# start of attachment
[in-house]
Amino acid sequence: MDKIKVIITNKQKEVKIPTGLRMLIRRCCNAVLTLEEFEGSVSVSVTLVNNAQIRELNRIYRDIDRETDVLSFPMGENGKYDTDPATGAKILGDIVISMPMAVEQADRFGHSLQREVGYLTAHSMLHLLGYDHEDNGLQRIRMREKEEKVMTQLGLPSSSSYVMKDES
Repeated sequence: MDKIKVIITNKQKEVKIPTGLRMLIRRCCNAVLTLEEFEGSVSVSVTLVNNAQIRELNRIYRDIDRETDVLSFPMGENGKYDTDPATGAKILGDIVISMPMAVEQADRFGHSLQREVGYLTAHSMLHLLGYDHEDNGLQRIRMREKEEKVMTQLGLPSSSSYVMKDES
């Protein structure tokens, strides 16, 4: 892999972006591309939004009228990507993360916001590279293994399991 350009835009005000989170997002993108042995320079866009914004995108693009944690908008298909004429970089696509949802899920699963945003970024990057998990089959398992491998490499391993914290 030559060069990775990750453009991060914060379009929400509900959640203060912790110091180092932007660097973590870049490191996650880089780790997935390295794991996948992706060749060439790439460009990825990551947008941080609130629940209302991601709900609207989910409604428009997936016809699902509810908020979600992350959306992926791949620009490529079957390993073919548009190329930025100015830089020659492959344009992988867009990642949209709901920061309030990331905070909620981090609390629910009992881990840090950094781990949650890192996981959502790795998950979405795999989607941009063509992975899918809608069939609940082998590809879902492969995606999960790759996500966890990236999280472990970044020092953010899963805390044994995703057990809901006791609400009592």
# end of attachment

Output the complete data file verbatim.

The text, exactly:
[in-house]
Amino acid sequence: MDKIKVIITNKQKEVKIPTGLRMLIRRCCNAVLTLEEFEGSVSVSVTLVNNAQIRELNRIYRDIDRETDVLSFPMGENGKYDTDPATGAKILGDIVISMPMAVEQADRFGHSLQREVGYLTAHSMLHLLGYDHEDNGLQRIRMREKEEKVMTQLGLPSSSSYVMKDES
Repeated sequence: MDKIKVIITNKQKEVKIPTGLRMLIRRCCNAVLTLEEFEGSVSVSVTLVNNAQIRELNRIYRDIDRETDVLSFPMGENGKYDTDPATGAKILGDIVISMPMAVEQADRFGHSLQREVGYLTAHSMLHLLGYDHEDNGLQRIRMREKEEKVMTQLGLPSSSSYVMKDES
């Protein structure tokens, strides 16, 4: 892999972006591309939004009228990507993360916001590279293994399991 350009835009005000989170997002993108042995320079866009914004995108693009944690908008298909004429970089696509949802899920699963945003970024990057998990089959398992491998490499391993914290 030559060069990775990750453009991060914060379009929400509900959640203060912790110091180092932007660097973590870049490191996650880089780790997935390295794991996948992706060749060439790439460009990825990551947008941080609130629940209302991601709900609207989910409604428009997936016809699902509810908020979600992350959306992926791949620009490529079957390993073919548009190329930025100015830089020659492959344009992988867009990642949209709901920061309030990331905070909620981090609390629910009992881990840090950094781990949650890192996981959502790795998950979405795999989607941009063509992975899918809608069939609940082998590809879902492969995606999960790759996500966890990236999280472990970044020092953010899963805390044994995703057990809901006791609400009592």